Yersinia pestis. Who would think that such a microscopic organism in the gut of an infected flea could create an upheaval in human society?
The most terrible pestilence humanity has witnessed, the Black Death of the 1340s killed an estimated 75–200 million people. To many, it seemed that the end of the world had come. In a sense, they were right. The “Great Mortality” ended one world and ushered in a new, better one. Despite the horrors of bubonic plague, Europe showed remarkable resilience in its survival.
The Black Death, tragic though it was, may have made the world a brighter place. The following improvements to society would no doubt have inevitably evolved gradually, but the Black Death was a catalyst. In spearheading change it allowed humanity to benefit from the new circumstances sooner than later.
10 Healthier People
Human populations evolve when confronted with disease. Gene variants help certain people fight infection better than those who do not have those variants. People with these beneficial genes tend to bear more children than those who don’t. This process, known as positive selection, results in favored genes persisting over time while inferior genes die out.
Recent studies have found that descendants of Europeans who survived the plague had their genes altered to make them more resistant to disease. It may explain why Europeans respond differently from other people to certain illnesses and autoimmune disorders. More specifically, a cluster of three immune system genes code proteins that latch onto harmful bacteria, triggering a defensive response. People living in places the Black Death did not ravage lack these toll-like receptor genes.
The Black Death may have been a gigantic laboratory for natural selection to weed out the weak and frail from the population. An analysis of skeletal remains in a London churchyard revealed that people after the plague had a much lower risk of dying at any age than those who lived before. Before the plague, only 10 percent of the population could expect to live past 70; post-plague, that figure had risen to 20 percent. This reshaping of human biology, coupled with the better diets available after the pestilence, allowed post-plague Europeans to be more resilient and thus live longer. As the adage goes, “What doesn’t kill you will make you stronger.”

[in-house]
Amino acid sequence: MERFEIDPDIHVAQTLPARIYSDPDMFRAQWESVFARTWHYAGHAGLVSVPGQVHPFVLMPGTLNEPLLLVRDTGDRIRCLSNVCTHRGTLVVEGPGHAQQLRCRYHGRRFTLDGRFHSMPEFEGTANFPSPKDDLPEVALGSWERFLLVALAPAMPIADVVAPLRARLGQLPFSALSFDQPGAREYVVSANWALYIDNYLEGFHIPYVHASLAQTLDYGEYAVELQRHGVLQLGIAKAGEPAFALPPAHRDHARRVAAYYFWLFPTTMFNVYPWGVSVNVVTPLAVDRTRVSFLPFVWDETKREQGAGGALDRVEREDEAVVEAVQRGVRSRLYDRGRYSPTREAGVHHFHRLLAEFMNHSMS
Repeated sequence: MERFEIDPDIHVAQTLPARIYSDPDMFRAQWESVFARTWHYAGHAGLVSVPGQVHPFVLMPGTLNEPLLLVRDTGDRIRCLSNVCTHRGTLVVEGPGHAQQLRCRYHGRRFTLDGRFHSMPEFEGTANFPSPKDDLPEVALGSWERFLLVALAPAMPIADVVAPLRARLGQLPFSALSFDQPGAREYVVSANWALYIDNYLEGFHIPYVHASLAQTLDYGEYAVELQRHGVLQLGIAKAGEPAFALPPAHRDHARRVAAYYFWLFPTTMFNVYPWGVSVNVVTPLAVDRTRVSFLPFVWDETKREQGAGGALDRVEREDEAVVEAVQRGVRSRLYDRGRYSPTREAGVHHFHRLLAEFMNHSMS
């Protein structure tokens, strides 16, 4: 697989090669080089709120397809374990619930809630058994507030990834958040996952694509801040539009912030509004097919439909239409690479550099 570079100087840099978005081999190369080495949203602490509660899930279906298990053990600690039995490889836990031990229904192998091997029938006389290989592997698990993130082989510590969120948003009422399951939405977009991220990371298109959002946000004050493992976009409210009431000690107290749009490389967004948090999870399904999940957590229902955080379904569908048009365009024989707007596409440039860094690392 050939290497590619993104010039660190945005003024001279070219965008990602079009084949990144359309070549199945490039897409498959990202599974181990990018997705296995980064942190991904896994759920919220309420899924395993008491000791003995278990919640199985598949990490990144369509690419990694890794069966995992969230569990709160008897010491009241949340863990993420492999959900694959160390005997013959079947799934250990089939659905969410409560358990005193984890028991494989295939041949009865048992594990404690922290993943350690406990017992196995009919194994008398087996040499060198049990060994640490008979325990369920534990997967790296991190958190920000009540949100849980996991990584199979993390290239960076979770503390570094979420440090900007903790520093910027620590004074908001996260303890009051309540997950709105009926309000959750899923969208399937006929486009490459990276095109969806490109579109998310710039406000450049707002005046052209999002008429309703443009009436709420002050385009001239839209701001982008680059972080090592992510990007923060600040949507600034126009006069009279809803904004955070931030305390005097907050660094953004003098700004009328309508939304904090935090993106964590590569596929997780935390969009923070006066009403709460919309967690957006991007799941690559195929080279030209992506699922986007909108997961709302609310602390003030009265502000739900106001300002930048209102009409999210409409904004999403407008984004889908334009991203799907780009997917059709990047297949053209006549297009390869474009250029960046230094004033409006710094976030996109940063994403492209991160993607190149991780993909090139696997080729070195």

9 The Perfume Industry
During the Black Death, doctors believed, among other things, that poisonous vapors caused the plague. They used aromatic herbs to purify the air. Before the pestilence, humans did have a long history of using perfume, but with the Black Death, use of personal fumigants truly became the rage.
One of the most popular was orange mixed with dry cloves. People also carried posies of aromatic flowers. Doctors wore nose bags filled with herbs and spices. Pomanders, or so-called “amber apples,” were balls of amber compounded with musk, aloes, camphor, and rosewater, worn around the neck. There was great demand for aromatic waters such as the concoction of rosemary, lavender, and alcohol known as Eau de la Reine de Hongrie (“the Queen of Hungary’s water”), said to be the forerunner of Eau de Cologne (“water from Cologne”), as well as simpler herbal scents for poorer folk. In the south of France, the area around Montpellier and Grasse became famous as growers of herbs and flowers and as manufacturers of scented waters.
People shunned bathing in the belief that it opened the pores of the body and allowed the foul air in. In the centuries that followed, dousing oneself with perfume to mask body odor took the place of taking a bath. What started as a protective measure against disease gradually evolved into a social custom among the upper classes.
Before the Black Death, hospitals were simply places where the sick were isolated so they would not infect others. A critically ill person entering a medieval hospital was a hopeless case. All that the hospital could do was dispose of whatever property the unfortunate wretch had and say a Mass for his soul. In fact, these hospitals took more care of one’s soul than one’s body, since disease and sickness were regarded as punishments for sin. Indeed, hospitals were religious institutions where the patient’s treatment regimen were confession and prayer. The Mass was the central aspect of hospital life.
Medieval hospitals had no professional doctors or nurses and were staffed by monks and nuns. Curing the sick physically, though practiced, was not high on the agenda and largely consisted of herbal concoctions. Hospitals also functioned as almshouses and pensionaries, taking in widows, orphans, guests, and travelers. The word “hospitality” shares the same Latin root as “hospital.”
The great pestilence jump-started the transformation of the hospital from a charity endeavor to a place where the sick go for treatment. With so many stricken by the disease, hospitals were forced to give up their multiple functions as way stations and hospices so that they could concentrate on the sick and dying.
Simultaneously, there were important changes in medical practice. The failure of traditional medicine to arrest the plague was analyzed and discussed, and new ideas were put forward. Medicine ceased to be theoretical and text-bound and became more observational and practical. Anatomy and surgery became parts of the medical program in universities. From being a quaint philosophy, medicine evolved into a practical physical science.
With professional doctors becoming more central to a hospital’s operations, medical services were specialized, and there arose hospitals or wards devoted to different categories of illnesses.